A few years ago, the New Jersey Department of Transportation completed the Route 206 Over CSX Project - a realignment of the highway to eliminate the sharp curve as it passes over the railroad near the Montgomery/Hillsborough border. This replaced the first overpass at that location built during 1918. That project also included a brand new state-of-the-art railroad station which opened on December 8, 1919.
|New Belle Mead Station circa 1920|
The new station replaced the three-story station built in the 1870s which was located just to the southwest. Newspapers reported that the new station was better in every way. Here are some of the touted improvements
- An electrical pump brought fresh water from a 150-foot well in the basement, providing for a water fountain and a lavatory.
- A large office for clerical work - which was occupied by the station agent Louis Van Cleef, a longtime employee of the company.
- Access for automobiles at track level with no need to climb stairs down to the platform as in the old station.
|The original Belle Mead Station circa 1910|
The building is 50 by 28 feet and was built of red brick with chestnut trim. Across the tracks is a waiting room for northbound passengers. There was also a 30 by 30-foot freight house.
|Construction of the Route 31 (now Route 206) bridge over the Philadelphia and Reading Railroad at Belle Mead, circa 1919. The top photo is looking south, the bottom photo is looking north, Photos courtesy of Raymond Funkhouser.|
After the passenger railroad upheavals of the 1960s and early 70s, NJ Transit operated this line as the West Trenton Line until 1982. Currently, the line is owned by CSX Transportation and is in use for freight service.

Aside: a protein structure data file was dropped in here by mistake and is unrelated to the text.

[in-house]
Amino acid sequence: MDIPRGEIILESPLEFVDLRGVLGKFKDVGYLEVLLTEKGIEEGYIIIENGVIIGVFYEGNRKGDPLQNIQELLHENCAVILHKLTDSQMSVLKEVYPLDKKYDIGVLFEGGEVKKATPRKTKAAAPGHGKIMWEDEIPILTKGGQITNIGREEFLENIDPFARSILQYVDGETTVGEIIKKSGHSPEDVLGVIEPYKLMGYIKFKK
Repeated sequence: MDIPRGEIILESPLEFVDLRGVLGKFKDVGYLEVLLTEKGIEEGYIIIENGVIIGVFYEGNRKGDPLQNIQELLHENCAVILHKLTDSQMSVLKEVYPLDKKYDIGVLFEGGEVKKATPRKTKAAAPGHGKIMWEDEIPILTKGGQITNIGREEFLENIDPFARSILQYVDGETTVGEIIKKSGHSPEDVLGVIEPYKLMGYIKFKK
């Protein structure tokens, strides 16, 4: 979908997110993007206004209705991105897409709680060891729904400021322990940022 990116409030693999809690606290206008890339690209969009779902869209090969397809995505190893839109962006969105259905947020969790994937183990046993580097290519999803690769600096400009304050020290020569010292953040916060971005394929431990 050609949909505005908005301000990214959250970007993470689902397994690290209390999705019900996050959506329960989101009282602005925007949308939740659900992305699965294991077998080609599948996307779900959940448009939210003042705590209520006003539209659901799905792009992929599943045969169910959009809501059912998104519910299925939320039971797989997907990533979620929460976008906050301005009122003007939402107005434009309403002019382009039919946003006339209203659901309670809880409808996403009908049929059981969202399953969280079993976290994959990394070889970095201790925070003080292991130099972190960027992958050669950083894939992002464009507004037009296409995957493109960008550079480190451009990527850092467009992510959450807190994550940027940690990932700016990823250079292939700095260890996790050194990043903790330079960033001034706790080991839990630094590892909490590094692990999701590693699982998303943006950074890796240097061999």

|A steam train passes during a railfan event on 21 September 1963|
The possibility of reopening this line for passenger service from West Trenton to Bound Brook has been studied for more than 10 years. A report issued by NJ Transit in November 2007 seems to indicate re-opening of the line would be just about economically feasible, but not a "no-brainer". One of the concerns is that rail commuters who currently use other lines would merely shift to the West Trenton Line, thereby bringing in no additional revenue.
|Circa 1964 - a little worn but still solid.|
Of more interest to readers of this blog is the opinion of the State Historic Preservation Office, which concluded that the 1919 Belle Mead Station was individually eligible to be placed on the National Register of Historic Places, and that in order for the re-activation of the West Trenton Line to have no adverse effect the Belle Mead Station must be preserved. The Belle Mead Railroad Station Complex received an opinion of eligibility from SHPO on October 31, 2005.